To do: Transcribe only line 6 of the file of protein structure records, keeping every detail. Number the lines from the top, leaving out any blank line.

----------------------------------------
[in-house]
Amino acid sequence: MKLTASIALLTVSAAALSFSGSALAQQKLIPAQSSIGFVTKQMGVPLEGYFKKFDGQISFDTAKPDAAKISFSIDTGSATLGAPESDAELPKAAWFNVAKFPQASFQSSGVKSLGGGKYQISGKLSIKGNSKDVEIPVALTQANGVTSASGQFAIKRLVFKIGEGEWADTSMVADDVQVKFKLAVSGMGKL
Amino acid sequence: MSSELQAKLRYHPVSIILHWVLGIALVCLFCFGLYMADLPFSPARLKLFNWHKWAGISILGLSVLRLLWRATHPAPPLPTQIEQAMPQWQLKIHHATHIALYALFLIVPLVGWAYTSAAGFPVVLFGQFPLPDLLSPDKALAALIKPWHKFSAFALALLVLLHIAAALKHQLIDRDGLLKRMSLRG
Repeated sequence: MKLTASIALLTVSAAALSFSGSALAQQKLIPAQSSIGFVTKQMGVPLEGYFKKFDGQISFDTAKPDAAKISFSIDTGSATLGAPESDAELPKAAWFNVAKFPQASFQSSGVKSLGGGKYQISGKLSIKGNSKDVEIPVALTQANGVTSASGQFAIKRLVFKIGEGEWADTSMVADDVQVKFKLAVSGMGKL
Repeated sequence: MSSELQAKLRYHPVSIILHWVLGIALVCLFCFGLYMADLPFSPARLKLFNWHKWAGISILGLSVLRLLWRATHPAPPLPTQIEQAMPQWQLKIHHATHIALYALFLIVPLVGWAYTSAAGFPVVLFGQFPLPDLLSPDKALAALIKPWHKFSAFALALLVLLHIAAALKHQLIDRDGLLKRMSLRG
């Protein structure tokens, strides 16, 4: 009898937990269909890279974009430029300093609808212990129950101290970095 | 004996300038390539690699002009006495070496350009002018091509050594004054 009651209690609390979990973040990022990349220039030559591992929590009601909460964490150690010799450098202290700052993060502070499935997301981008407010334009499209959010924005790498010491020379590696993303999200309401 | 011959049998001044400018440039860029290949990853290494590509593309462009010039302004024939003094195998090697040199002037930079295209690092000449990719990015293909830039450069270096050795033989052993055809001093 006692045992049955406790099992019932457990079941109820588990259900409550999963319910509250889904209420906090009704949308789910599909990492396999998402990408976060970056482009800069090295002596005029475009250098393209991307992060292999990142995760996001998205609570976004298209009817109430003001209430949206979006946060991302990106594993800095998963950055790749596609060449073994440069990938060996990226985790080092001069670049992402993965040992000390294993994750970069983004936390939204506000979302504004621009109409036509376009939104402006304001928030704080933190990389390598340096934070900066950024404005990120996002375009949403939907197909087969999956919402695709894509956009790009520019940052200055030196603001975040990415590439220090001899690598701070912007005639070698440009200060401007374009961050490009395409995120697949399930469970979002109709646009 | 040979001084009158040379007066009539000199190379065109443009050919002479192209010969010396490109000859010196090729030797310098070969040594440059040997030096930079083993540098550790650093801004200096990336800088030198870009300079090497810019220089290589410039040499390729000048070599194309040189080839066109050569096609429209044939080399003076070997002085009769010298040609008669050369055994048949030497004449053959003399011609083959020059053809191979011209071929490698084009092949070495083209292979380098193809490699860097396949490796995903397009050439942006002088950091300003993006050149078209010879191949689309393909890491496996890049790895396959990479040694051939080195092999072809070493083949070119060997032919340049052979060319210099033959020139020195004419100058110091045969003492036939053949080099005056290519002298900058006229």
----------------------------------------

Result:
């Protein structure tokens, strides 16, 4: 009898937990269909890279974009430029300093609808212990129950101290970095 | 004996300038390539690699002009006495070496350009002018091509050594004054 009651209690609390979990973040990022990349220039030559591992929590009601909460964490150690010799450098202290700052993060502070499935997301981008407010334009499209959010924005790498010491020379590696993303999200309401 | 011959049998001044400018440039860029290949990853290494590509593309462009010039302004024939003094195998090697040199002037930079295209690092000449990719990015293909830039450069270096050795033989052993055809001093 006692045992049955406790099992019932457990079941109820588990259900409550999963319910509250889904209420906090009704949308789910599909990492396999998402990408976060970056482009800069090295002596005029475009250098393209991307992060292999990142995760996001998205609570976004298209009817109430003001209430949206979006946060991302990106594993800095998963950055790749596609060449073994440069990938060996990226985790080092001069670049992402993965040992000390294993994750970069983004936390939204506000979302504004621009109409036509376009939104402006304001928030704080933190990389390598340096934070900066950024404005990120996002375009949403939907197909087969999956919402695709894509956009790009520019940052200055030196603001975040990415590439220090001899690598701070912007005639070698440009200060401007374009961050490009395409995120697949399930469970979002109709646009 | 040979001084009158040379007066009539000199190379065109443009050919002479192209010969010396490109000859010196090729030797310098070969040594440059040997030096930079083993540098550790650093801004200096990336800088030198870009300079090497810019220089290589410039040499390729000048070599194309040189080839066109050569096609429209044939080399003076070997002085009769010298040609008669050369055994048949030497004449053959003399011609083959020059053809191979011209071929490698084009092949070495083209292979380098193809490699860097396949490796995903397009050439942006002088950091300003993006050149078209010879191949689309393909890491496996890049790895396959990479040694051939080195092999072809070493083949070119060997032919340049052979060319210099033959020139020195004419100058110091045969003492036939053949080099005056290519002298900058006229």